Directed By: Jason Bateman
Written By: David Lindsay-Abaire
Based On The book By: Kevin Wilson
Cinematography By: Ken Seng
Editor: Robert Frazen
Cast: Jason Bateman, Nicole Kidman, Christopher Walken, Kathryn Hahn, Marin Ireland, Harris Yulin, Josh Pais, Michael Chernus, Danny Burnstein, Steve Barrish, Steve Witting
The first trailer for the film wasn’t released until three weeks before the release date. So the film never really had a chance. Which is strange considering the film’s pedigree.
Whatever I write about this film. It will come off as seeming bitter. As I read the book first and was a big fan of the book. I looked forward to watching this film as, after all, I liked Jason Bateman’s directorial debut BAD WORDS. And since the book was also a dark comedy. I thought it was a match that made sense. The film speeds up the story. Realized that most likely the book’s story would have to be condensed and the dynamics of the story reworked. Not necessarily changing details but leaving less informed turns and losing a certain context hurts the story overall.
It certainly hurt my appreciation of the story presented here. Probably because I read it so recently We would of course expect what you enjoyed being on display. If not in the story then at least in the mood. A film that you would expect more from or certainly handled by a director who had more of a reputation and history with similar material.
I believe I would have enjoyed the film more if I wasn’t so familiar with the material. The films seem smaller-scaled then needed. Shrinking the story to a degree. As it seems to try and be more intimate with the characters to be like a study by not moving the story forward as the book did with so many actions and distractions.
The novel ranked among Time’s “Top Ten Fiction Books of 2011”.
In the translation, it feels like certain layers are lost. The book could have made a great movie. Just. It. This is not this film, unfortunately. As the changes also impact the story. But makes it feel more grounded in reality and not so fantastic in the situations and parts. It never seems to have the impact that it should. As things happen and the film just seems to let them slide off the character’s soldiers. Never taking the time or accepting the consequences. Jason Bateman seems to be playing his usual type of characters. So that it doesn’t seem like much of a stretch. Maybe he wanted it to be easier as he also must direct the film. He plays the role with as many issues or sensitivity as the story provides for his character. His character here is more put together and takes charge. Not as distraught as he should be.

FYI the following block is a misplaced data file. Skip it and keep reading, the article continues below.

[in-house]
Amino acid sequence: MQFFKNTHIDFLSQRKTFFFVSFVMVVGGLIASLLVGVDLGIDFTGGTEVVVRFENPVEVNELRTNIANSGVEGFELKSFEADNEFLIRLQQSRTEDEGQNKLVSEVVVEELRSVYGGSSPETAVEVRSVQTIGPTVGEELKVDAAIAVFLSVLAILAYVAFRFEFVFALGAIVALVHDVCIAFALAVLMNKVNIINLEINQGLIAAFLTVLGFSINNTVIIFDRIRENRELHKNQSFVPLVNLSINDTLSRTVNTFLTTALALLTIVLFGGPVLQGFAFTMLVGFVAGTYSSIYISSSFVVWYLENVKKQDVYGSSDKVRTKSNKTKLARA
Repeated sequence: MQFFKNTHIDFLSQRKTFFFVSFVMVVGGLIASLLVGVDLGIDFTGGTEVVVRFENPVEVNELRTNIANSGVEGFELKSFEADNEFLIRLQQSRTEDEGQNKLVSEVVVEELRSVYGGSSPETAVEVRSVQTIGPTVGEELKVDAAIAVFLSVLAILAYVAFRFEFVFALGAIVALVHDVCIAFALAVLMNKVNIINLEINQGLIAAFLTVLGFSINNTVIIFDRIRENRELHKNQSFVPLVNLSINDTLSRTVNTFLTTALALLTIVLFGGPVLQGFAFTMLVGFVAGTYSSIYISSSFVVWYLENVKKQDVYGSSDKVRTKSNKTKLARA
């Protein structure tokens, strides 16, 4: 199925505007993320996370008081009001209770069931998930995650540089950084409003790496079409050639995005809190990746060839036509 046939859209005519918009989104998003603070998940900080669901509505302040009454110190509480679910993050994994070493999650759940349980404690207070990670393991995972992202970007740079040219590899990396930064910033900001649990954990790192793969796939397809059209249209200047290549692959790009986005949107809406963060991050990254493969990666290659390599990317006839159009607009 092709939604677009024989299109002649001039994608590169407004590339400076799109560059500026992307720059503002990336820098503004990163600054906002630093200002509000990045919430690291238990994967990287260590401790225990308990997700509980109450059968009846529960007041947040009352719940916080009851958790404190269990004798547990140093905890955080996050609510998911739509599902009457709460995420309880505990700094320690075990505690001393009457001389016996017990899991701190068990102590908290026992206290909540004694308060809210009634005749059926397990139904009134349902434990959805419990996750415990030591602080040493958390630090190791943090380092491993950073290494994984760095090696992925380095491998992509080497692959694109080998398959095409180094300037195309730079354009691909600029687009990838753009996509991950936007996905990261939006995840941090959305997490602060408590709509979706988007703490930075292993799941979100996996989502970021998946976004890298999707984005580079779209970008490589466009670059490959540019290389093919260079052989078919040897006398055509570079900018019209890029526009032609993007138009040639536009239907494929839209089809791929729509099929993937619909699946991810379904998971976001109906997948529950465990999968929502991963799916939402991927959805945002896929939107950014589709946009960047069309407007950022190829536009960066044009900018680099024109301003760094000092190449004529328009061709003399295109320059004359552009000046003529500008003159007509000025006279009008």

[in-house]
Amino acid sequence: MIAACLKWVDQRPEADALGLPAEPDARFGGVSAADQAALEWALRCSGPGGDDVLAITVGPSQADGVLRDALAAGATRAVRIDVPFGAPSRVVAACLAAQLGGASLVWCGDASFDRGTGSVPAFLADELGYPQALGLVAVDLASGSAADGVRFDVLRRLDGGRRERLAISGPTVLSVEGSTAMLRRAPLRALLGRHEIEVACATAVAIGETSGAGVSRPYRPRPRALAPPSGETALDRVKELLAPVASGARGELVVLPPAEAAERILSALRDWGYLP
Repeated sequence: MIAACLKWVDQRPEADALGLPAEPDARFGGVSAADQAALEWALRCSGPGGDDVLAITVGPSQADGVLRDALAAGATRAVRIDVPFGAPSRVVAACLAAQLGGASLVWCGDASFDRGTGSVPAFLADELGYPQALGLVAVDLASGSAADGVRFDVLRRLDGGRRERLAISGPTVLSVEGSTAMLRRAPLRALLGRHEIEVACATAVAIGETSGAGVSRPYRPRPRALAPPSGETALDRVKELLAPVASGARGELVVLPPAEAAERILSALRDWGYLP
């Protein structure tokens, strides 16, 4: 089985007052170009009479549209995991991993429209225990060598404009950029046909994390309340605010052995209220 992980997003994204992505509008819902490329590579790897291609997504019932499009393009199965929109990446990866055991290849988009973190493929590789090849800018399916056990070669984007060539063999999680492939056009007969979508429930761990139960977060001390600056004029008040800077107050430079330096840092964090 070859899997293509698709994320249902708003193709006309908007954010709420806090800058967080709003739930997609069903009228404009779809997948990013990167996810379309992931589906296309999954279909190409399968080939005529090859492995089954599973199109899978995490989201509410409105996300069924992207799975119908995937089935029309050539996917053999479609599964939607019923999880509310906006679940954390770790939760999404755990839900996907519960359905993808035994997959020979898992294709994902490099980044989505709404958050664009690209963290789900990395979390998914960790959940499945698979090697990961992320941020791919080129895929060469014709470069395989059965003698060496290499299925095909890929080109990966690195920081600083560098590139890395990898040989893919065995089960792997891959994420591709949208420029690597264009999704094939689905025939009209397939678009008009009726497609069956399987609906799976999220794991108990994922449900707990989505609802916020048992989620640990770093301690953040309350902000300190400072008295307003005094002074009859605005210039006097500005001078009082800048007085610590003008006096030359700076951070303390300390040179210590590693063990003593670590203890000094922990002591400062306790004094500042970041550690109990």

He moves forward as a filmmaker showing more depth and talent. Though I thoroughly enjoyed his first film as a director. Here it seems he is more interested in making a strange story more conventional. Understand he must condense, cut scenes and characters as well as events.
Nicole Kidman seems to wear her character on her sleeves, but she is good in the role of the damaged sister who becomes an actress. She gives a good performance that is more serious and how’s how grounded and good an actress she can be if given the right material. As she comes off less recognizable and less of a star even though she is playing one.